In digging up the crab grass area, I found there was a whole line of sprinkler risers that had been capped off well under the surface.  So, I decided to put in 12" risers with bubbler heads.  Whether I will use them or a soaker hose, I do not know, but thought I might as well put these in just in case I want to use them. I knew there was one outlet for a sprinkler, and have moved it to the end of the white pipe that reaches the grass.  This was necessary to make sure all of the lawn would still receive water. Well, the digging is all done, and the grass removed.  I never want to do that again, believe me.

I am now using a small electric roto tiller to mix in the planting soil.  You can tell how much of that is done by the color of the dirt.  Another day and that will be accomplished, including placing the rest of the border.  After that, I will have to grade it all out for the water flow.

Then, let the planting begin.  When that is done, I am going to take some time off before I get back to the inside work.  

I will publish a picture or two when the planting is finished, as there will be a few plants that can be seen.  Naturally, the bulbs will not come up until spring, and then I will publish some pictures of those.  If they do well, some of them should be quite spectacular.  At least they had better be.  This has been too much work otherwise.

The tilling and bordering is completed with sticks and rocks placed for a tentative plant and bulb layout. The Pansies have been planted.  They need to go in now so their roots will develop over the winter.  This gives the plants a greater ability to flower in the Spring, and boy, do they ever.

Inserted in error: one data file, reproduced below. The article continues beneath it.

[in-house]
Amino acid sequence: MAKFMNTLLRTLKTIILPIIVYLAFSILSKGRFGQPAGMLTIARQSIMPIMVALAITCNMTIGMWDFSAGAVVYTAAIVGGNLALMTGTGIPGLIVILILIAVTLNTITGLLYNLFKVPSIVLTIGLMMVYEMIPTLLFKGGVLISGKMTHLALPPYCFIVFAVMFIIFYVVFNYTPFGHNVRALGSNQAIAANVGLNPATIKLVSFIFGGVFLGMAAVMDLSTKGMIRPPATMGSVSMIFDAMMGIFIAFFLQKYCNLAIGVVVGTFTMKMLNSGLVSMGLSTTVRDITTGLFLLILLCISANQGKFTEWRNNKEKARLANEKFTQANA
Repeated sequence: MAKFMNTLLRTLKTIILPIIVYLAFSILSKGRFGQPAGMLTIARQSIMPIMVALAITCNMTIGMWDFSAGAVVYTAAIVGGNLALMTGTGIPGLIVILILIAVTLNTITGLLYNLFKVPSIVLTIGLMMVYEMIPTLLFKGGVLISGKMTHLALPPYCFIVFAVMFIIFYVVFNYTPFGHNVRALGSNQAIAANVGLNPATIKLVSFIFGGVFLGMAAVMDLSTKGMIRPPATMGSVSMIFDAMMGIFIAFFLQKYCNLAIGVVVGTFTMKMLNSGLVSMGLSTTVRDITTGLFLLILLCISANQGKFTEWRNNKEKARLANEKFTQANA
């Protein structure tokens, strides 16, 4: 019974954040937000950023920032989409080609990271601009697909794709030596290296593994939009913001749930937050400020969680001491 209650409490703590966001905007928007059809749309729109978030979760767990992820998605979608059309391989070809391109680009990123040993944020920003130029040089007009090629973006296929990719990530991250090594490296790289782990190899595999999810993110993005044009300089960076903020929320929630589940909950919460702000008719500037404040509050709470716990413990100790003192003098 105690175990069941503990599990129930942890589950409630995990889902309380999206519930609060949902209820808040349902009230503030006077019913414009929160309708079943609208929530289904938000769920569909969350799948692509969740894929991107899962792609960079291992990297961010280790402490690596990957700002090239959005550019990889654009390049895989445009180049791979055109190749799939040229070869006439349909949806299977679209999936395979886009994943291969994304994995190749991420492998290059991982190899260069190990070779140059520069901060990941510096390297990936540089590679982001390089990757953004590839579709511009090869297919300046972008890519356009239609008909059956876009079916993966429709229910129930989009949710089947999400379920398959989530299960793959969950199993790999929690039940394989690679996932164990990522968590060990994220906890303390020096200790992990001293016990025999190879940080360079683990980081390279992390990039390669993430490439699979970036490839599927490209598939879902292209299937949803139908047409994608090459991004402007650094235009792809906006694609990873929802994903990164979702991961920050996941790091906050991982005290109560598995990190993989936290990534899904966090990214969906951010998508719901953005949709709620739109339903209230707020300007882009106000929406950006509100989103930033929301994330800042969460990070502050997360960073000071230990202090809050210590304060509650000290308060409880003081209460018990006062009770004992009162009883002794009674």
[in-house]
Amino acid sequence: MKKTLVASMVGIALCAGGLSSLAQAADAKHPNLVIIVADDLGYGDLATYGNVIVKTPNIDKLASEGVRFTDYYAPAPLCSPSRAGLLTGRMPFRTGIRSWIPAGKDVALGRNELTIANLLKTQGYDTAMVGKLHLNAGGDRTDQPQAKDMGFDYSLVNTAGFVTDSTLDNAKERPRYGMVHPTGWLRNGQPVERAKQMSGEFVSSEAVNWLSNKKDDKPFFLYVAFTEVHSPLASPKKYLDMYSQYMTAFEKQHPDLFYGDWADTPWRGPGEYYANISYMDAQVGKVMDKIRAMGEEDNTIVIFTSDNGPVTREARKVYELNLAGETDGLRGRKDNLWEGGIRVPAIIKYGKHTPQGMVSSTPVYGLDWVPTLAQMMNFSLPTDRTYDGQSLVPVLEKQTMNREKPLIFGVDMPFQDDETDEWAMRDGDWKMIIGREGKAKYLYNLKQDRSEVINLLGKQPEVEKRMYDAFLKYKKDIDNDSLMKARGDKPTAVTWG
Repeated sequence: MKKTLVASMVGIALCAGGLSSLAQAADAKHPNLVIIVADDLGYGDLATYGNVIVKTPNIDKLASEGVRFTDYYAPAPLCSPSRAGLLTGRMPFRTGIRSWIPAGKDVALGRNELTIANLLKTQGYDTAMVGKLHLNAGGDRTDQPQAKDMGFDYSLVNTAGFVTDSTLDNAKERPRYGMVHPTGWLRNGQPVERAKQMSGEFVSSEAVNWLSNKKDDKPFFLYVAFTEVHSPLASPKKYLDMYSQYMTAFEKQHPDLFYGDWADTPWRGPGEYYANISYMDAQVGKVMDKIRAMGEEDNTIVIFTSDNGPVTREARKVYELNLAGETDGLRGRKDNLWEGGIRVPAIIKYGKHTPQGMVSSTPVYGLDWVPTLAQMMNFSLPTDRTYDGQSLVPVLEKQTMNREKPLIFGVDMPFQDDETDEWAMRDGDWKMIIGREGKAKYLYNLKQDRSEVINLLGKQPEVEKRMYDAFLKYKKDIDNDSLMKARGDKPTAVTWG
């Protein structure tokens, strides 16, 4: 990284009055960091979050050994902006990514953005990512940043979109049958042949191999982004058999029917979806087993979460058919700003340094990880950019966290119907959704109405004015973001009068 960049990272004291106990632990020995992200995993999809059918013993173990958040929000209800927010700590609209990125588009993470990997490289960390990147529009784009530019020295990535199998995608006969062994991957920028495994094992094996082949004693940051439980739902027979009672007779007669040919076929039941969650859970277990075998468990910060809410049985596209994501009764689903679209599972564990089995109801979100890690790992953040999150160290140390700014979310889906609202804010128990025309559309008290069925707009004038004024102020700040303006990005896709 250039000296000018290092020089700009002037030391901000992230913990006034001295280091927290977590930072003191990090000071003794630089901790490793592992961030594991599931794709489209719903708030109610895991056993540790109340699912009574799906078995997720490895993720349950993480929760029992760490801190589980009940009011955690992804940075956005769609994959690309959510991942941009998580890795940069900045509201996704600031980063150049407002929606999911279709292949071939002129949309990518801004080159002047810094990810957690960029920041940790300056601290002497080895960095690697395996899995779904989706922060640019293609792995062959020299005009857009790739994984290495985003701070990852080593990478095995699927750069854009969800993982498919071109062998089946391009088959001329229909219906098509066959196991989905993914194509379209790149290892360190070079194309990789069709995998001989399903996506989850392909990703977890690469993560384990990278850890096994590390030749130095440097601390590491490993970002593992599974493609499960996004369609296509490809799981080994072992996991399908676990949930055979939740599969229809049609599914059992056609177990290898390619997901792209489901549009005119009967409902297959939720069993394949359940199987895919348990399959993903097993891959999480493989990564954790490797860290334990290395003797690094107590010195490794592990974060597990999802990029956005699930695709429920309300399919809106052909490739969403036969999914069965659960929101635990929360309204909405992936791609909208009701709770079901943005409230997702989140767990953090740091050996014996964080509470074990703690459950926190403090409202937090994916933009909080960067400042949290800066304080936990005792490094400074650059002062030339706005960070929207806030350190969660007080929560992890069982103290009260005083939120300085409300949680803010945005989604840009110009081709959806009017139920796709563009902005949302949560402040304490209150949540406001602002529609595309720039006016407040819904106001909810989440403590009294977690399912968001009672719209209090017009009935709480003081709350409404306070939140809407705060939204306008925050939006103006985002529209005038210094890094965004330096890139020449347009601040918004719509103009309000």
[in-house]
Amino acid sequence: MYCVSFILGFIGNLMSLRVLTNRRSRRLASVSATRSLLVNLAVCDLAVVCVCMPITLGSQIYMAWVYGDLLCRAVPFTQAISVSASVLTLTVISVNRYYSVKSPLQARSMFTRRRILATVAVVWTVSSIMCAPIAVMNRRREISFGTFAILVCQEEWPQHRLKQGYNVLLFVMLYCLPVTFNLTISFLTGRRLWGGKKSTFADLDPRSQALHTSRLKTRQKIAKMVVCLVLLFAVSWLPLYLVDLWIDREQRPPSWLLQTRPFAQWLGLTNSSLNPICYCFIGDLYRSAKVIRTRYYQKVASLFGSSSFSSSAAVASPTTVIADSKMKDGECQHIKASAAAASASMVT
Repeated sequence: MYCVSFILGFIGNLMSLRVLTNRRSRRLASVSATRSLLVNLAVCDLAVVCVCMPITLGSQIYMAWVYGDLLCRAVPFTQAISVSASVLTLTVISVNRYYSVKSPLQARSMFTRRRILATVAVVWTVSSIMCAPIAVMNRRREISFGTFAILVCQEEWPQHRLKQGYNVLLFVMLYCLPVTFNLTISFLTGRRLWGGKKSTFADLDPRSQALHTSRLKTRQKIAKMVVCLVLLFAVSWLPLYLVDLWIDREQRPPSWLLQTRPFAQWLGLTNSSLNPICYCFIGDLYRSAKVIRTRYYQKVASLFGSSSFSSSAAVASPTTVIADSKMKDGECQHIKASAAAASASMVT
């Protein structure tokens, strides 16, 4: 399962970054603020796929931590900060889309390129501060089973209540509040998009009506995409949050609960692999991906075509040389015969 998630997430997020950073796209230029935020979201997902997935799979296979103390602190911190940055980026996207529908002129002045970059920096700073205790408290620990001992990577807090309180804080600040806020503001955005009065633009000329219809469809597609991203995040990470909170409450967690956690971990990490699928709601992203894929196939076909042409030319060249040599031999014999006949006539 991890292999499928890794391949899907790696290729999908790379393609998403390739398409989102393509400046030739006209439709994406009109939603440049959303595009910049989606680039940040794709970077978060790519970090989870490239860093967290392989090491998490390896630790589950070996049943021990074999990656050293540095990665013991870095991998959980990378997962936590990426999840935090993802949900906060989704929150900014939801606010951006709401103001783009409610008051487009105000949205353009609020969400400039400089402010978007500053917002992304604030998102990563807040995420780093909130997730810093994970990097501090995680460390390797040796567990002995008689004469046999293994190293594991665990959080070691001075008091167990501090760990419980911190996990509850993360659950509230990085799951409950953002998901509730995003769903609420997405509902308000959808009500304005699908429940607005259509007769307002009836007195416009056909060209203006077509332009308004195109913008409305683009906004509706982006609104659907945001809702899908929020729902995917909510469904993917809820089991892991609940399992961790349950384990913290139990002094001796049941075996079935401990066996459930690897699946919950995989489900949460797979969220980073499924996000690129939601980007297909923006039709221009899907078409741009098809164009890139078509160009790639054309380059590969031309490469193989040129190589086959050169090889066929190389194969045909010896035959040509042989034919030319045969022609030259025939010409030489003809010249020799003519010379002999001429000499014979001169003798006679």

Except for getting the bulbs in, we probably will not plant anything more, except maybe for some Kale, until the spring.  The bulbs cannot be planted until the ground stays in the sixties.  We have had a very warm November, and the ground has just been to warm to plant thus far.


Shari, I decided to throw in a couple of pictures for you of some Marigolds in the garden area in front of the porch.  They are an incredible display.  I show them because these came up all by themselves.  We did not plant them.  Evidently seeds sprouted from what was planted the year before, and they have just outdone their selves.   This garden is displaying incredible color, and especially surprising to me now that we are in the fall.  Certainly as good as it was during the summer months.  So, here are few pictures to show it.


Just a few close ups.  These are Dahlia's. Then a couple of some brilliant roses, that, like the Dahlia's, measure like 5 - 6" in width.


I will be adding more as the project progresses.  Then of course, pictures of the blooms as they come up next spring through summer.  This is a lot of work, and a whole lot more than I thought.  Especially with my back as it has been.  But, if all goes well, it should be more than worth it.


The final design included a trellis on the garage wall.  If you would like to see that, and the progress that has been made since this all began, you can CLICK HERE.




















Hit Counter